This month the photographer spotlight is on JoAnna Robbins of JoAnna Robbins Photography. JoAnna has had a love of photography since high school, when she spent as much time as possible in the darkroom. She taught kindergarten for a few years before making the decision to stay home after having her first child. After my second was born, she rediscovered her love of photography and spent a lot of time reading, learning, and practicing as much as she could! She is located in the Baltimore and Washington DC area and focuses on newborn and family portraits.
How would you describe your photography? I like to capture lots of emotion. The best way to get genuine smiles is to tell parents to look at their children. All parents smile when they look at their babies! I also aim to keep things classic and timeless. I feel like trends in editing come and go so I always try to go for a timeless look.
Why did you join The Gold Hope Project as a volunteer? I was looking for an organization to volunteer for when I found The Gold Hope Project. When a member of your family is sick, priorities shift, and luxuries like custom photography move down the list. Additionally, most of these families have to take a lot of time off of work or even quit their job to get the child to doctor’s appointments, be with the child for unplanned illnesses or hospitalizations, etc. This can cause a great deal of financial strain on a family! So of course photography isn’t going to be a priority. I love that I can make it easy on them, and give them beautiful pictures of their families!
What is your favorite thing about being a photographer for The Gold Hope Project? My favorite thing about all my sessions is building relationships with the families. I love meeting the families, talking with them not just about their journey with cancer, but also about their lives in general.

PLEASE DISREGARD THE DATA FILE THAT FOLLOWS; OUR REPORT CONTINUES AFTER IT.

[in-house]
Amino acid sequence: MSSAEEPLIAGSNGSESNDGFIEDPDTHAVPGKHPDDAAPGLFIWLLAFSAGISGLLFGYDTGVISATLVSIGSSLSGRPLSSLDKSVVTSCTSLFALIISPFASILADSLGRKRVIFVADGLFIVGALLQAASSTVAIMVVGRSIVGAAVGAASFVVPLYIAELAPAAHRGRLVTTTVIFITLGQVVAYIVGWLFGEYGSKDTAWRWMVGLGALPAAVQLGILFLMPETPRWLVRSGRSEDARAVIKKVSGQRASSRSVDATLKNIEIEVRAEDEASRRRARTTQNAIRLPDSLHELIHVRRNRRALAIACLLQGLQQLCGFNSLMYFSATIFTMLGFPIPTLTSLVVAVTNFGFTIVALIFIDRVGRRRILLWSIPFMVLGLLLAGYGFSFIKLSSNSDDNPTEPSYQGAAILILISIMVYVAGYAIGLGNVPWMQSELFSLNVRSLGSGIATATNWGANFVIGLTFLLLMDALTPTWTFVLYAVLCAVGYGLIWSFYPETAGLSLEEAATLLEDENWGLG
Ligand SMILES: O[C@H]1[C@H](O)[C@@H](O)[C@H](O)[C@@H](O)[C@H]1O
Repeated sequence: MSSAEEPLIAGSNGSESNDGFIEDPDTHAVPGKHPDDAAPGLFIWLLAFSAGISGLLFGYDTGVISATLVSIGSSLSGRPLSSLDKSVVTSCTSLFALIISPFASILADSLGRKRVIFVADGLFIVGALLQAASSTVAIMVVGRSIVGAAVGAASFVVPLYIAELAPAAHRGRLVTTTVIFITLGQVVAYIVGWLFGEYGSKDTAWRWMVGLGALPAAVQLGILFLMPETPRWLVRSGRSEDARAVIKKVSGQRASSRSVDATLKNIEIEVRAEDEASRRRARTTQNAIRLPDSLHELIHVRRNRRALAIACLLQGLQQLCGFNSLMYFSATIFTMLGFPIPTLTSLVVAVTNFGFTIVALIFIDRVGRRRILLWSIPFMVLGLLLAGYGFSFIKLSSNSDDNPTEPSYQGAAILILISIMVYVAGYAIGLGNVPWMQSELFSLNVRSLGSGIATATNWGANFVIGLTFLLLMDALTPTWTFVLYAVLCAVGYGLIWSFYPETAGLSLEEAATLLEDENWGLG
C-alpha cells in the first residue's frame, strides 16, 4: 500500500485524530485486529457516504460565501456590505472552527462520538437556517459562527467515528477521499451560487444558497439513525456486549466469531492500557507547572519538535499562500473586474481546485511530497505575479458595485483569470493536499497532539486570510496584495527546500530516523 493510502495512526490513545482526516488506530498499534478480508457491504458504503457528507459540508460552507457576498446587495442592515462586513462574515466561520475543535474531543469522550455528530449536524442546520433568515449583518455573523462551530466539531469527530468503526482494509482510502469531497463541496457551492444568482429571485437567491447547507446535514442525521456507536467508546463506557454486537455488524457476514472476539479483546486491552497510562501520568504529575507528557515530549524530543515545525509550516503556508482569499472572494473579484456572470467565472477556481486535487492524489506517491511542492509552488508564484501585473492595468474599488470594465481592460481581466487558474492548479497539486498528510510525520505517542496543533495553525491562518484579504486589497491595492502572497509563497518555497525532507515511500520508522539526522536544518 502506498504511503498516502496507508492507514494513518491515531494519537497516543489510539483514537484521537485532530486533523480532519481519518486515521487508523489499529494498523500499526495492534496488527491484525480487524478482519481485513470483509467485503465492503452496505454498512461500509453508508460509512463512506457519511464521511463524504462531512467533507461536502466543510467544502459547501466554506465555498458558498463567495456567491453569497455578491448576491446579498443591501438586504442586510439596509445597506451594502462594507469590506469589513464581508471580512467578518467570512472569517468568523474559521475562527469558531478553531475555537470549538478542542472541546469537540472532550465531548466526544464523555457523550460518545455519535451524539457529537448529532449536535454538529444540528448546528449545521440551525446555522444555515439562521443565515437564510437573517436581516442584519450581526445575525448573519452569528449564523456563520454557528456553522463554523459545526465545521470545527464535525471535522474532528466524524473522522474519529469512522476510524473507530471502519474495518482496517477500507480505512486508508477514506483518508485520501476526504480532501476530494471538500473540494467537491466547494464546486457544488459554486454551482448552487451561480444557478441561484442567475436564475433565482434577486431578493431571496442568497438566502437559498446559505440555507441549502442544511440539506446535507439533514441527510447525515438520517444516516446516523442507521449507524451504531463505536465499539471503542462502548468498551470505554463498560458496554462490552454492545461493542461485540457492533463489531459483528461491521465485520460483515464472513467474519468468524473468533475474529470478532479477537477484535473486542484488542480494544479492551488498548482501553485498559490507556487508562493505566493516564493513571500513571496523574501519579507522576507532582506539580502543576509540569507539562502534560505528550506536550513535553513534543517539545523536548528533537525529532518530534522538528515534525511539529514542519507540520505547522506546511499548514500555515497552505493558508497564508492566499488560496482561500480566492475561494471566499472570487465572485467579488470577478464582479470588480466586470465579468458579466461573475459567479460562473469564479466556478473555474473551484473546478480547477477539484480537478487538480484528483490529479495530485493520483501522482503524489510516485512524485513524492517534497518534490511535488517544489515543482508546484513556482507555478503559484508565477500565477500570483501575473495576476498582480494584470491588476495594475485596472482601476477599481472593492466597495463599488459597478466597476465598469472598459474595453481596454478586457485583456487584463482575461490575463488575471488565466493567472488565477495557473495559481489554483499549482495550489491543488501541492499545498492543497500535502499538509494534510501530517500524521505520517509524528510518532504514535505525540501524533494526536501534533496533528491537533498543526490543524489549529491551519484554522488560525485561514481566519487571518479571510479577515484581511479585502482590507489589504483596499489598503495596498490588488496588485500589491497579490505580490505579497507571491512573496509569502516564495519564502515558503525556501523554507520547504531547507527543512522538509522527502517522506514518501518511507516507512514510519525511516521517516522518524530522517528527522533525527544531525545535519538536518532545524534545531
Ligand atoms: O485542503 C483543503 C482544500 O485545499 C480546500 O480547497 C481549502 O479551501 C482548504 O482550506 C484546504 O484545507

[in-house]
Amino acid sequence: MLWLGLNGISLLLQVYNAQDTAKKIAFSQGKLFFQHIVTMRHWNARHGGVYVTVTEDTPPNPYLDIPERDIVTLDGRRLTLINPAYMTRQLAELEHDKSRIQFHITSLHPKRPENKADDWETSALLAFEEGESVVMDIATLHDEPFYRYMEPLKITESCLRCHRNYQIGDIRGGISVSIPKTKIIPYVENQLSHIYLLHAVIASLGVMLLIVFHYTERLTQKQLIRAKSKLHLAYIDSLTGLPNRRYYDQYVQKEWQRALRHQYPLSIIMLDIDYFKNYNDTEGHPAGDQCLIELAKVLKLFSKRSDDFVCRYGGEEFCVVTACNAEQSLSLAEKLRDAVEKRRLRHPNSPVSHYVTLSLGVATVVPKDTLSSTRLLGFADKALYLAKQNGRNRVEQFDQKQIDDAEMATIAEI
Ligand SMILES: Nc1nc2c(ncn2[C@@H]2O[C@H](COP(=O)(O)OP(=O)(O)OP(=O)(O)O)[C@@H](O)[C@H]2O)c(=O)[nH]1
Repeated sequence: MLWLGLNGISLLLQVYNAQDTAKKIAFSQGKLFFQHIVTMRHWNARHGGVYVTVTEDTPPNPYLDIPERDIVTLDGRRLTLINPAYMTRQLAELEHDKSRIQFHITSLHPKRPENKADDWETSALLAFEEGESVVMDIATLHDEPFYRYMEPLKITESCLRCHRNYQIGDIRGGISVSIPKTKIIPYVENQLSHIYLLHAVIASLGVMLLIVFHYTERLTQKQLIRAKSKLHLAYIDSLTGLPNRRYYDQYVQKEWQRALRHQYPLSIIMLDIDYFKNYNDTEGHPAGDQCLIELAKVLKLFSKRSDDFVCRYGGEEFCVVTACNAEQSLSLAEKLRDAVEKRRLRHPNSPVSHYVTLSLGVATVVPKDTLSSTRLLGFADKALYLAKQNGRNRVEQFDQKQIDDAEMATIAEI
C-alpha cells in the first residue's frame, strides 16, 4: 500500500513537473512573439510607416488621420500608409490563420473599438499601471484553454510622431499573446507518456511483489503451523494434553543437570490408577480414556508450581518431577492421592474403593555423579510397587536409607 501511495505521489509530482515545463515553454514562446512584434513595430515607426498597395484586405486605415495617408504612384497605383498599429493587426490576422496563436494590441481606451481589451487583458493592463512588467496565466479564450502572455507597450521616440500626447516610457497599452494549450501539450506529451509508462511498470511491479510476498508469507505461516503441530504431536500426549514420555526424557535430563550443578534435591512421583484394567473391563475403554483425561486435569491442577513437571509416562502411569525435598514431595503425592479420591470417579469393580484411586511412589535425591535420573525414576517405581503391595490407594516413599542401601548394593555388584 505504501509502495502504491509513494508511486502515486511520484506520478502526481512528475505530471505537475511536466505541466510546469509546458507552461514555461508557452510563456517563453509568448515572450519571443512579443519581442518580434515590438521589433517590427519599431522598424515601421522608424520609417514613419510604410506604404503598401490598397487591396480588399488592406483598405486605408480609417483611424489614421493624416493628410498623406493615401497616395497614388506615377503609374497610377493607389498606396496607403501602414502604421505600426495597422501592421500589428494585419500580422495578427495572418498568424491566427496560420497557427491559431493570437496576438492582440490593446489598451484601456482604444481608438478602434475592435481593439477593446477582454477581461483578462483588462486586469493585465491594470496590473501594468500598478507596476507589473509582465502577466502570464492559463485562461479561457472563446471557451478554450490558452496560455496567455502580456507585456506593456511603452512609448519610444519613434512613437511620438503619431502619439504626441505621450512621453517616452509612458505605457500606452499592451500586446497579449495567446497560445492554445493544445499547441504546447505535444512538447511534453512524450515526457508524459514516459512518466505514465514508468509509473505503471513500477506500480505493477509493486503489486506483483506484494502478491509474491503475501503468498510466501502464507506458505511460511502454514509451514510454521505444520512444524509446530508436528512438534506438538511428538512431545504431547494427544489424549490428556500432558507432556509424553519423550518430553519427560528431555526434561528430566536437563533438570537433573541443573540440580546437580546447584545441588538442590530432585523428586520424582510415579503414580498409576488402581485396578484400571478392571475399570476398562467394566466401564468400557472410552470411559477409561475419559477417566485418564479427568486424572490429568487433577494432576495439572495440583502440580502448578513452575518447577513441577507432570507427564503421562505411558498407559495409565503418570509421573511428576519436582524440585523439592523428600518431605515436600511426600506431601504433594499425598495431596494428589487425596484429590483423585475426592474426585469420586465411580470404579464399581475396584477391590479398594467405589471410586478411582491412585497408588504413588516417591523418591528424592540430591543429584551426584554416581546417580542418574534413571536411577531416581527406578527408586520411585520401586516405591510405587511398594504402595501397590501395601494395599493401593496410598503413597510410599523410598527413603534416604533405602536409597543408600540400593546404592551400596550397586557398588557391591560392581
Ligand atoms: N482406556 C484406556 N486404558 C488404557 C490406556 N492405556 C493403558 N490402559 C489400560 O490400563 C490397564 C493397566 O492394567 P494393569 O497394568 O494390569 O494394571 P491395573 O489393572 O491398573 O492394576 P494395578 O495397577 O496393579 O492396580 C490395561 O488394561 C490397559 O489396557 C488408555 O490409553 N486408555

Has working with children with cancer changed anything in your life? Of course, every parent’s biggest fear is something bad happening to their child. I am fully aware that at any time, I could be in a position like these families, and have become extra grateful for every healthy moment I have with my own children. Just days after my first session with TGHP, my youngest daughter had to be hospitalized for an infection. It was 5 days, but felt like an eternity. It gave me a brief glimpse into what life is like for these families. Seeing my child very sick, not knowing what the future would hold, the logistics of caring for both a sick child and dealing with the rest of our life (work, other children, life in general) was very difficult. I had a lot of help, and after those 5 days, my life went back to normal. Months or years of that must be so incredibly overwhelming and exhausting! I hope that I can give families a little bit of joy.
What is one thing you hope the families you photograph for the project can take away from this experience? I always try to get lots of pictures of the families interacting together. Everyone wants a good picture of everyone looking and smiling, so I’m sure to get that, but I love the pictures of everyone laughing, playing, being themselves. That’s what I want them to remember. Even in this very stressful time in their lives, there is still laughter and love!